San Francisco

Slow-Moving Storm Pelts Bay Area With Rain

Heavy rain soaked the North Bay late Wednesday night and early Thursday morning and pushed south into the greater Bay Area in time for the morning commute, weather forecasters said.

After pelting Marin, Napa and Sonoma counties overnight, prompting a flash flood warning for those areas until 3 a.m. and a flood advisory in Solano County until 2:45 p.m., the storm slowly began making its way toward the Peninsula, East Bay and South Bay early Thursday. 

Temperatures will be in the 50s to start the morning, and by the afternoon, there's a chance the rain could linger over the South Bay, forecasters said.

Rain totals on average for lower elevations will be 0.50 to 1.25 inches and 1-3 inches above 1,000 feet. The heaviest rain will spread across the Santa Cruz Mountains and into the South Bay around sunrise, the National Weather Service said.

The South Bay, which usually misses out on the heavy rain, got hit hard with this storm as many places saw up to an inch of rain. In the Rock Springs neighborhood of San Jose, which was flooded earlier this year when Coyote Creek overflowed its banks during storms, residents were not ready for more rain. 

Steady rain was falling in the burned out Silverado area of Napa on Wednesday night, saturating the ground as well as large dead trees that were in danger of losing branches or toppling over altogether. Mudslides also were a concern. Thom Jensen reports.

Flood victim Hao Nguyen and her visiting granddaughter, Trang Lieng, were back home, just in time.

"The owner fixed the house, and she's very glad we can move back in before the rain," Lieng said.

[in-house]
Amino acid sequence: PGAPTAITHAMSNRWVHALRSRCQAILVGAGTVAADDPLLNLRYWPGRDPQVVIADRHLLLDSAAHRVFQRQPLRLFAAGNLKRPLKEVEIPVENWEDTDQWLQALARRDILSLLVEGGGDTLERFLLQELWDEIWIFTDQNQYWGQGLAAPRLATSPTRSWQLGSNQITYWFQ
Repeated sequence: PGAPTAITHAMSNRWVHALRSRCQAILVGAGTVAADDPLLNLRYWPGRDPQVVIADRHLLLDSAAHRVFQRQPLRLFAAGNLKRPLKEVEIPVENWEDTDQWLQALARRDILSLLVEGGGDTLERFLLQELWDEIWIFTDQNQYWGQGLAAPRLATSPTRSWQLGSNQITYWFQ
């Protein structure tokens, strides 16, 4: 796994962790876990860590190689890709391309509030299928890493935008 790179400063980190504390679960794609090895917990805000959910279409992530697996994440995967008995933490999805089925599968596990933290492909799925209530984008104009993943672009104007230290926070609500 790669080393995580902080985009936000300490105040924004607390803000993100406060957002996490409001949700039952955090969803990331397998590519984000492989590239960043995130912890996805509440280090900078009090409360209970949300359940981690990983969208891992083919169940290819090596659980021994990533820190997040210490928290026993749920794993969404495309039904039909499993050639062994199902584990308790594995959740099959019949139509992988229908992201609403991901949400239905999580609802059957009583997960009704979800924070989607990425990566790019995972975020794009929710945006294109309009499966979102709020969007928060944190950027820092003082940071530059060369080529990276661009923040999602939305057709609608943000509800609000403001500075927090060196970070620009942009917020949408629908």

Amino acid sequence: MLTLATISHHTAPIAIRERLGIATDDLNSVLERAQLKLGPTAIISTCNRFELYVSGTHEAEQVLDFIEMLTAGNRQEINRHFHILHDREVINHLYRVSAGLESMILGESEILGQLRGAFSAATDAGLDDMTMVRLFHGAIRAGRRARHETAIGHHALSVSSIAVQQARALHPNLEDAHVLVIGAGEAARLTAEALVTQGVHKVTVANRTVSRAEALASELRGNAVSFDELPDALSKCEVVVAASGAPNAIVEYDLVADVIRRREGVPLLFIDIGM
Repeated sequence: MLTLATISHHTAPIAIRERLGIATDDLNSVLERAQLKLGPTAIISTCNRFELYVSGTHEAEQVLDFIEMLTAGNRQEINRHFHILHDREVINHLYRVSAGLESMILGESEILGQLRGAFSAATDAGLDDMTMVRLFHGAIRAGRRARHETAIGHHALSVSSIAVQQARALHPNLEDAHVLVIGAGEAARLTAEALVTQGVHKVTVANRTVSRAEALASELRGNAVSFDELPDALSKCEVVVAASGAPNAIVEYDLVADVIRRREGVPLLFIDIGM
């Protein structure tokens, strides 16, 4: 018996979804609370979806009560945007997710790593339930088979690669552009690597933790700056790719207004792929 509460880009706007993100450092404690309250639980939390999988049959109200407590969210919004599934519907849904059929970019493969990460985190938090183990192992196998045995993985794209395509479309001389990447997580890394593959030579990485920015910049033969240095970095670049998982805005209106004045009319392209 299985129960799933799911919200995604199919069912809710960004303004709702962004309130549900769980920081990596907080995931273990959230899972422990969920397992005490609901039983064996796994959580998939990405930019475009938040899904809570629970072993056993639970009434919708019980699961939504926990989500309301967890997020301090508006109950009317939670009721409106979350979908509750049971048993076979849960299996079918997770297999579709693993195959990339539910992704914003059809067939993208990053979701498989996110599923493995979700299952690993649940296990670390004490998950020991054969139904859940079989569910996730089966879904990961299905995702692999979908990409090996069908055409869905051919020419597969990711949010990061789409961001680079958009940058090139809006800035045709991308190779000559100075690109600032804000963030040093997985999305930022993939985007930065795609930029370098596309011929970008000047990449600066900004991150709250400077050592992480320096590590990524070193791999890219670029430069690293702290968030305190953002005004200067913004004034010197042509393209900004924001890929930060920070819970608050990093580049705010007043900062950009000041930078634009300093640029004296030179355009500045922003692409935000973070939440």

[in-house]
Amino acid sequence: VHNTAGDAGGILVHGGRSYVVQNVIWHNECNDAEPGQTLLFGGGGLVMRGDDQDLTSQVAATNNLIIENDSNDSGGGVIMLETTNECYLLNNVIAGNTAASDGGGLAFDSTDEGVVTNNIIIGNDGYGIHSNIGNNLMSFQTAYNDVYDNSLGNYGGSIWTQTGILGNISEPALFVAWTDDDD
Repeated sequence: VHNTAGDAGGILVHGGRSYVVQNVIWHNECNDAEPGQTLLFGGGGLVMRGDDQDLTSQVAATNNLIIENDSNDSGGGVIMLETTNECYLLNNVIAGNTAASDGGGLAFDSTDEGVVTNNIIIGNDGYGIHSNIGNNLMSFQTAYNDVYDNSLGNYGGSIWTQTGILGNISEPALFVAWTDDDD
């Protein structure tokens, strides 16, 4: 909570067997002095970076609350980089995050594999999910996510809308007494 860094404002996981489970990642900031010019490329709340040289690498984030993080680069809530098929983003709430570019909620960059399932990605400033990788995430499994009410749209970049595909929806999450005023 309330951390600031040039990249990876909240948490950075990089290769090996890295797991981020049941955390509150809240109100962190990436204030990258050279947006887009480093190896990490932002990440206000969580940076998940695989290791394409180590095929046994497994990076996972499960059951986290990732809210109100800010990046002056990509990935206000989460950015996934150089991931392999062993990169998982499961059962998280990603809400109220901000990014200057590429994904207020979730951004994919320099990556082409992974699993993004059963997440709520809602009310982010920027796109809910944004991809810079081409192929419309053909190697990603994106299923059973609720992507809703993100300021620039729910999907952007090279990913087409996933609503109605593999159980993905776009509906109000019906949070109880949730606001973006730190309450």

The storm also made life even more miserable for the homeless in San Jose, where CHAM Ministries handed out blankets, tents and water at a Felipe Road encampment.

"There are a lot of people, right here, struggling," pastor Scott Wagers said. "You know, the guys are desperate for tarps right now because they're trying to keep their stuff dry."

In the North Bay, rainfall rates over coastal Sonoma and Marin counties were up to half an inch per hour Wednesday evening, posing the possibility of mudslides, downed trees and flooding in the areas burned out by wildfires last month.

Twenty-four rainfall totals as of 4 a.m. Thursday had already exceeded two inches in Petaluma and Guerneville. Lafayette recorded 1.79 inches during that time frame, Santa Rosa registered 1.39 inches of rain, Pacifica recorded 1.31 inches and Oakland logged 1.26 inches. Those numbers will increase as the storm makes its way out of the region.

San Francisco are taking precautions by adding barriers to prevent serious flooding. Pete Suratos reports.

Deluges of rain also prompted the closures of some roadways in San Francisco.

The connector ramp to northbound Highway 101 was shut down due to flooding, according to the California Highway Patrol. Southbound lanes of the Great Highway were also forced to close as a result of flooding. 

On the road to the Sierra Nevada, about 1-2 feet of snow was expected above 7,000 feet, the weather service said. Chains were required on Interstate 80 over Donner Summit on the way to the Reno-Tahoe region. 

Today in the Bay’s Kris Sanchez is live in Los Gatos with what you can do to prepare for any potential flood problems.

Drying weather returns Friday and Saturday, forecasters said.

NBC Bay Area's Robert Handa contributed to this report.

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